It's no secret that fashion has a racial diversity problem when it comes to runway casting. Fall 2016, like many seasons before it, was punctuated by some relative highs — Zac Posen's choice to hire mostly models of color, for instance — and some steep lows, as when the most-watched designer of the moment, Demna Gvasalia, presented a noticeably whitewashed cast of models at both Vetements and Balenciaga.
Because nothing speaks more clearly than statistics, The Fashion Spot dug through 312 shows in all four cities to quantify how diverse the runways were this February — an examination that extended beyond race to size, age and gender identity. Did casting directors' and designers' work improve? Yes, and no, and not enough.
The Fashion Spot's Jessica Andrews found that in New York, Paris and Milan, the percentage of non-white models cast did increase, with New York leading the way at 31.9 percent and Paris and Milan lagging well behind at 21.9 percent and 19.7 percent, respectively. Those are marginal gains, though: Paris's 21.9 percent was preceded by 19 percent in spring 2016 and 17.3 percent in fall 2015. For all four cities, models of color accounted for just 24.75 percent of all catwalkers — putting white models' presence at 75.25 percent of runway appearances. Compare that to 77.6 percent white models in the spring 2016 season.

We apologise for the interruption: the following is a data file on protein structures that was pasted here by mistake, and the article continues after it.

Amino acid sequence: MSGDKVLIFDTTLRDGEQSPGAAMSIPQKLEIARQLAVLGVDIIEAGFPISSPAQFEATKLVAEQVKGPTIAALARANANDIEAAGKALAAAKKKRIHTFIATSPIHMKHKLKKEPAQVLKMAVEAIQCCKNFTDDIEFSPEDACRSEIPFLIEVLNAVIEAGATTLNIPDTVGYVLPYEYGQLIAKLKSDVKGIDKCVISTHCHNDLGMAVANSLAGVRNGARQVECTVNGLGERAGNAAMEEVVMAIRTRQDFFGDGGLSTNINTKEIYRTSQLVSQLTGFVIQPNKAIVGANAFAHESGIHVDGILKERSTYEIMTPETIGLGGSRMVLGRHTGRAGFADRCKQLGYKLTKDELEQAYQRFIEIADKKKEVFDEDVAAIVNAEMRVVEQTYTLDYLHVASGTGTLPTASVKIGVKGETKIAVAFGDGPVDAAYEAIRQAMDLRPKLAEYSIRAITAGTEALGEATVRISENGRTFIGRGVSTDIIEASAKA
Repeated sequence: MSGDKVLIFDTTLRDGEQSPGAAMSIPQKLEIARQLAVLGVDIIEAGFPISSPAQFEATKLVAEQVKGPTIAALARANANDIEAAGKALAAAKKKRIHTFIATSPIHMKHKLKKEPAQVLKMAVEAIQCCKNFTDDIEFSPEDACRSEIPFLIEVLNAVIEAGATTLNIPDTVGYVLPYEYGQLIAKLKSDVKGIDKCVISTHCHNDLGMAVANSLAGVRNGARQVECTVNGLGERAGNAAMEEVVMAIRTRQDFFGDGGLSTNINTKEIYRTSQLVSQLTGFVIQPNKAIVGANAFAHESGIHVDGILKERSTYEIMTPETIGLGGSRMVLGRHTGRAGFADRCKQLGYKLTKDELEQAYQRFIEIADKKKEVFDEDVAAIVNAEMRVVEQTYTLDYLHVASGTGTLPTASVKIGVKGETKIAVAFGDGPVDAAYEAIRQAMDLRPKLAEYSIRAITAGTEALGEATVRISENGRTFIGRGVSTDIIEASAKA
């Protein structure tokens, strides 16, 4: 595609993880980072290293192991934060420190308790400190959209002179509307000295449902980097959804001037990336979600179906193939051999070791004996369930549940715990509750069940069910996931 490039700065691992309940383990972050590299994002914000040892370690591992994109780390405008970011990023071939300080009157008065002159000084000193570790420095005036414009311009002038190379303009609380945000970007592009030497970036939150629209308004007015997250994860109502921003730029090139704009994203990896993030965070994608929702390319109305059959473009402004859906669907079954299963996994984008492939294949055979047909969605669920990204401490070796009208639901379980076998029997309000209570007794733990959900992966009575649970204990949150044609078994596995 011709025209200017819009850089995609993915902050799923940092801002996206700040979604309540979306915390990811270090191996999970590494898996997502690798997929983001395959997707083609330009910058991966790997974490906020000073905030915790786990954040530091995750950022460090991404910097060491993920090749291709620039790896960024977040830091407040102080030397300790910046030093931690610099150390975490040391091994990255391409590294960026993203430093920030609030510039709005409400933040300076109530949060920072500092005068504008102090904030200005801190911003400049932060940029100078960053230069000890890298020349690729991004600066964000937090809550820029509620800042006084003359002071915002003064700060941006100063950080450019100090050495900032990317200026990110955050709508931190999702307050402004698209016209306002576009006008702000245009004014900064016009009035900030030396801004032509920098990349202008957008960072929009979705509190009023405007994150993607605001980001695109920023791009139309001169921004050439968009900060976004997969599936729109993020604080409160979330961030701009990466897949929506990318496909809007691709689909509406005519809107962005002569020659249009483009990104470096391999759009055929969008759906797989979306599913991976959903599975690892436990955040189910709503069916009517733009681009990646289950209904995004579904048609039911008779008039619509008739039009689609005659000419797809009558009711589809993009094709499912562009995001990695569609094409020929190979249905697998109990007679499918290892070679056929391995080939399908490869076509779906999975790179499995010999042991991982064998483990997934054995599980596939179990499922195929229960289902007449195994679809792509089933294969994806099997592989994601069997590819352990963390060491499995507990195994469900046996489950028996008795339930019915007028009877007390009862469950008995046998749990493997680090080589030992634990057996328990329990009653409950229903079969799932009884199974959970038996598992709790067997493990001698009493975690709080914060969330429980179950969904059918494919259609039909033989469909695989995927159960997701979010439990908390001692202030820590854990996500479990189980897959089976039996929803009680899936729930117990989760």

London was the only city to slip backward this season. Models of color represented 19.9 percent of castings, compared to 20.9 percent in spring 2016 and 20 percent in fall 2015. Appearances from plus-size, older and transgender models, meanwhile, were sporadic: 6 plus-size women hit the runway for fall 2016, and designers cast 8 transgender models, up from 5 in spring 2016.
So, are things better? Sure, slightly. Do the masterminds producing shows need to do more? Emphatically.
Head over to The Fashion Spot to read this season's diversity report in full.